"You never know what twists or turns are going to happen," Hoyer said. "Ten days ago, I didn't expect Ryan not going to Atlanta. Matt [Garza] ended up getting hurt. You don't expect those things to happen."
While the Cubs were desperate for high-ceiling pitching prospects, the best guy they got for Dempster, a two-month rental, is 21-year-old third baseman Christian Villanueva. Pitcher Kyle Hendricks, 22, was described by Hoyer as a "strike thrower" whose fastball sits around 90.
Maholm and Reed Johnson did land pitcher Vizcaino, who reinjured a balky elbow ligament in March and won't be ready until next spring.
The Cubs' biggest trade chip, Garza, didn't get moved, mostly because he left a game 10 days ago with a triceps injury. An MRI didn't show damage, but that was enough to scare serious teams away.
"It certainly hurt his market," Hoyer said. "It hurt the number of phone calls we got on him because he wasn't going to pitch until after the deadline."
So Dempster and Garza basically got the Cubs a Class A third-base prospect. Not the haul the Theo superfans envisioned.
And all the Soriano trade talk was mostly that, just speculation. For now, anyway. Hoyer said the Cubs had some inquiries, and with the $40-plus million he's owed, Soriano will clear waivers.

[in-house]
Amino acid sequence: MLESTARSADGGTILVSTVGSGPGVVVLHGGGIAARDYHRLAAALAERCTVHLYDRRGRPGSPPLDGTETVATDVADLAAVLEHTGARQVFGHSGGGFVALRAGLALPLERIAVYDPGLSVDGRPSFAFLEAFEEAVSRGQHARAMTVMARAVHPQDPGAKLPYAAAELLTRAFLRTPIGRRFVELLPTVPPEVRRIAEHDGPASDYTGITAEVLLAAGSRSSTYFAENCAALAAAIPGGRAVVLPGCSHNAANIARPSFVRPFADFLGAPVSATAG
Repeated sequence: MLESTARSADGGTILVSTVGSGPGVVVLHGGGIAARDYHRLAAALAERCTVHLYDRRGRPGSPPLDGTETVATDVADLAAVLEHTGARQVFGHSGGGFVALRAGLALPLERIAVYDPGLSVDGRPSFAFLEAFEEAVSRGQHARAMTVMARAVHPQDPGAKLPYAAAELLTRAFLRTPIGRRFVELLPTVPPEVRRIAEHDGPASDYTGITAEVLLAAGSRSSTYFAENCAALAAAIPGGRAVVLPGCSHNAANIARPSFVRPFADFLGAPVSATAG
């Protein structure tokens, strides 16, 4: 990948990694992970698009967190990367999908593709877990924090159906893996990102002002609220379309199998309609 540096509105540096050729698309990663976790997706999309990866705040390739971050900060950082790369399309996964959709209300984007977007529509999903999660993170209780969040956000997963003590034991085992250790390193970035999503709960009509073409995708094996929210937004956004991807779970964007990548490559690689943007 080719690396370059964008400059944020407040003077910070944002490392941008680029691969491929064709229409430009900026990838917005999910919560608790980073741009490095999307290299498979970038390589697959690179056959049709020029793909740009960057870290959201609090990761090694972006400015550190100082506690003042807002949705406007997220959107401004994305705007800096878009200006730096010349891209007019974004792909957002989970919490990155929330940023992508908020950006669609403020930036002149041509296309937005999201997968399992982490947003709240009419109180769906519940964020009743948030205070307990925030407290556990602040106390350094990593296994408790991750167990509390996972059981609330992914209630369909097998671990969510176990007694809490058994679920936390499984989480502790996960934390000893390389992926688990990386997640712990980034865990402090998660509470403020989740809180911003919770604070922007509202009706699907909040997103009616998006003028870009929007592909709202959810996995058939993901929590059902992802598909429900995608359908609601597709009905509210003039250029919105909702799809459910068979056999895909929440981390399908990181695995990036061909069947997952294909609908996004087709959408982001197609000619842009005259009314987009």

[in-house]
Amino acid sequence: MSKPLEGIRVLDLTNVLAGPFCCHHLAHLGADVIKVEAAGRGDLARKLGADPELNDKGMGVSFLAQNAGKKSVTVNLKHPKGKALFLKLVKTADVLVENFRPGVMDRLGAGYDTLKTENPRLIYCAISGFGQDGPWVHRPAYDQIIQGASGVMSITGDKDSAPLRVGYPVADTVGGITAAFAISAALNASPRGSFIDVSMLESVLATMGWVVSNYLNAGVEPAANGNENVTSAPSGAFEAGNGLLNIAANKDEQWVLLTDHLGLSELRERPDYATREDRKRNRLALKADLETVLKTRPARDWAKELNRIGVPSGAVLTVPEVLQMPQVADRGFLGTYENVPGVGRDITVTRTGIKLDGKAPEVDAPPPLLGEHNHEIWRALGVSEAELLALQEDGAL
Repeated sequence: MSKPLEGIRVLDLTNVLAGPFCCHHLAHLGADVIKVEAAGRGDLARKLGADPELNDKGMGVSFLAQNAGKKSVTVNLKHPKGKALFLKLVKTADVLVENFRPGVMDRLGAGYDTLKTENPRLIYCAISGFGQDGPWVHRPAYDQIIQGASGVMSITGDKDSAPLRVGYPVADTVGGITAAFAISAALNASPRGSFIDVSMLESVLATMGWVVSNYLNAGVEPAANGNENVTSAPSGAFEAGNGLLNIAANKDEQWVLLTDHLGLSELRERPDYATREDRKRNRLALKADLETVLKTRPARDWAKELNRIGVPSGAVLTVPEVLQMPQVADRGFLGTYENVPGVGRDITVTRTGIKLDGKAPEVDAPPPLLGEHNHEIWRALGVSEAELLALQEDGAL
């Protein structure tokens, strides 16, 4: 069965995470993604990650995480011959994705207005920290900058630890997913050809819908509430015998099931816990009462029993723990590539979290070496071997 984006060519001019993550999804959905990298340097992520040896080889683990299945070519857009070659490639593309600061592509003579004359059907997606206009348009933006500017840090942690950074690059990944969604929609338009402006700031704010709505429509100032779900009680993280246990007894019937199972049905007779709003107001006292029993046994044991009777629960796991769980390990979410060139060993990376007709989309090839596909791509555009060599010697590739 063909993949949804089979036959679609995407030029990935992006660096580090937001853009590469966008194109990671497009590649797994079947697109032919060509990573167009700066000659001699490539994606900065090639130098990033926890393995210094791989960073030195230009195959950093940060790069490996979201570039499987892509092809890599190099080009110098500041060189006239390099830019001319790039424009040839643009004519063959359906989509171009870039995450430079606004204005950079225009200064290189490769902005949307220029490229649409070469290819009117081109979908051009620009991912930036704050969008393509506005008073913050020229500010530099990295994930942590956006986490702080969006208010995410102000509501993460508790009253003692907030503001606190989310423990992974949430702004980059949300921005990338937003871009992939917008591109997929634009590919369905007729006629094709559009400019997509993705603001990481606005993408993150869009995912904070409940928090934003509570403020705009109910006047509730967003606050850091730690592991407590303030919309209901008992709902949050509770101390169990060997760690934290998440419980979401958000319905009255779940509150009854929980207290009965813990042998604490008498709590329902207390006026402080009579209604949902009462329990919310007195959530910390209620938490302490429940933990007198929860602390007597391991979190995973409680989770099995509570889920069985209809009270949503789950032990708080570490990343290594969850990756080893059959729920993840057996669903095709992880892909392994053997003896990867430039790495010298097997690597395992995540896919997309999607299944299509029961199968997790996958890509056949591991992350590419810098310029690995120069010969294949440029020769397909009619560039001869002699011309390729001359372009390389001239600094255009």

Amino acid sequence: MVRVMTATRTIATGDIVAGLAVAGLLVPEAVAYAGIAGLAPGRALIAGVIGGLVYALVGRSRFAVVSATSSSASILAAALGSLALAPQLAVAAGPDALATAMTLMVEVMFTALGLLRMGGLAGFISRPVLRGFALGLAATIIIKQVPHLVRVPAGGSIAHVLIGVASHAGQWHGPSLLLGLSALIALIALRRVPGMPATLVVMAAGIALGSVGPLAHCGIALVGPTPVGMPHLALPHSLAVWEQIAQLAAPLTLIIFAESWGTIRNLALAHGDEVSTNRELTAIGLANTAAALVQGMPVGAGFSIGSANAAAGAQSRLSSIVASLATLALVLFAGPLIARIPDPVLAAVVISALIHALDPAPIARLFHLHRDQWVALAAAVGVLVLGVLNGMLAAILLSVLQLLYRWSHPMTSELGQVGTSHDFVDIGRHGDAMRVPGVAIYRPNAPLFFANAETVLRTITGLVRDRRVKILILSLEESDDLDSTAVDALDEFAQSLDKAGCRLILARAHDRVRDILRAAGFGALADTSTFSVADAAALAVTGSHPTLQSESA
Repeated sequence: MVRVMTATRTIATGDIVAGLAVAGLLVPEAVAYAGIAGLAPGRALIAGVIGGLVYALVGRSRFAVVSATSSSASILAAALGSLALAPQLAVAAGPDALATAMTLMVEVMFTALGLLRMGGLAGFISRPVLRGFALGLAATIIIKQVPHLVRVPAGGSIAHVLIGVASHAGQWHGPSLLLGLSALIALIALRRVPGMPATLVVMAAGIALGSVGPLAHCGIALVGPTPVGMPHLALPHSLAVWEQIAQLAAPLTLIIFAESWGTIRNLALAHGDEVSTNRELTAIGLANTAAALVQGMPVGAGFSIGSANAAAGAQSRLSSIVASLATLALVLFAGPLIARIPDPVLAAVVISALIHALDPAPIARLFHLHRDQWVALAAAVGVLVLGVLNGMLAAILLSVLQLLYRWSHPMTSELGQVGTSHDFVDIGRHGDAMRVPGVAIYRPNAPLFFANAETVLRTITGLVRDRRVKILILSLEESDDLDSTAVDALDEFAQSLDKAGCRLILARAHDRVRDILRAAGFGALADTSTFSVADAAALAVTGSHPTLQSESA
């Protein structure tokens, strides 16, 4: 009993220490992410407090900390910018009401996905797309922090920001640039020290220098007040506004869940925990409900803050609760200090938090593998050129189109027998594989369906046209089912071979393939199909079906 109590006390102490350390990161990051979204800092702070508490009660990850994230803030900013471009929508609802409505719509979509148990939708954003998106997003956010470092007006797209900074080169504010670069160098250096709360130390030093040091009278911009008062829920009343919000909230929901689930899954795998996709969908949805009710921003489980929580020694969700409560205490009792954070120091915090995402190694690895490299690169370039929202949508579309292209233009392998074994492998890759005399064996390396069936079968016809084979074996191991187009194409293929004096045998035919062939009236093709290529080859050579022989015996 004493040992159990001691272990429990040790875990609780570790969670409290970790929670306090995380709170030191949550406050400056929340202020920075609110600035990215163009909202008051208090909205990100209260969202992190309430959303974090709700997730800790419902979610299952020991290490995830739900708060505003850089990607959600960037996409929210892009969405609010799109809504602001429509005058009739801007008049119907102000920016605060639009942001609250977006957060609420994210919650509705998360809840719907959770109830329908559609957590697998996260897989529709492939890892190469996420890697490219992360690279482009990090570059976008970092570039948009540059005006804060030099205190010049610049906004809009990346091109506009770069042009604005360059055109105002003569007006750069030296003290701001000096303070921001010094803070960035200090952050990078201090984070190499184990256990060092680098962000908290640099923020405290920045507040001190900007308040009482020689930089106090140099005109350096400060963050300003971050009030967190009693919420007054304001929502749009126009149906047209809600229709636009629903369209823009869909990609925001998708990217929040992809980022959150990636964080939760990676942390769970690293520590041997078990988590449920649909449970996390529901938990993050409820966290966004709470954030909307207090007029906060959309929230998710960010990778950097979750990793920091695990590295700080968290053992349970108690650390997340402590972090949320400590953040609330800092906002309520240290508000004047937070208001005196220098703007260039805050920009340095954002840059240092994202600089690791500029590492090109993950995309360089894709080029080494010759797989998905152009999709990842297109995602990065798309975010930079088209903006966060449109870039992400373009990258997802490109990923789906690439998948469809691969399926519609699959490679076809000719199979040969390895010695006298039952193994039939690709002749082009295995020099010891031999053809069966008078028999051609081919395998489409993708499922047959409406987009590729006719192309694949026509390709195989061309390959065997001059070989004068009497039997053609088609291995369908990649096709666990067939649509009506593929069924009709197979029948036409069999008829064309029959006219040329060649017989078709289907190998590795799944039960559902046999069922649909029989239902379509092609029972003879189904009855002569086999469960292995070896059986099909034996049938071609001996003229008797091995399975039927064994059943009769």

"He should have interest," Hoyer said. "He's having a hell of a year."
Hoyer gave me a little Blue Steel with that line. He's hoping that sells teams, I suppose. He's not lying, though. Soriano could be a difference-maker, but I imagine the Cubs are asking for suitors to pay part of his contract.
Moneywise, the Cubs will have plenty to add veterans in the offseason, if they so choose. They probably won't, though. It stands to reason that the Ricketts family wants to keep costs low as it tries to raise money to renovate Wrigley Field. Competing in the present isn't a priority when tourists fill the park and season-ticket holders are too scared to give up their seats "just in case."
But here's the good news Cubs fans. Since the Cubs won't be gunning for a division title in 2013, Garza will be a popular target to add more pitching depth this winter.
So yes, you do have something to look forward to: The winter meetings are Dec. 3-6 at the Opryland in Nashville. Get your hopes up now!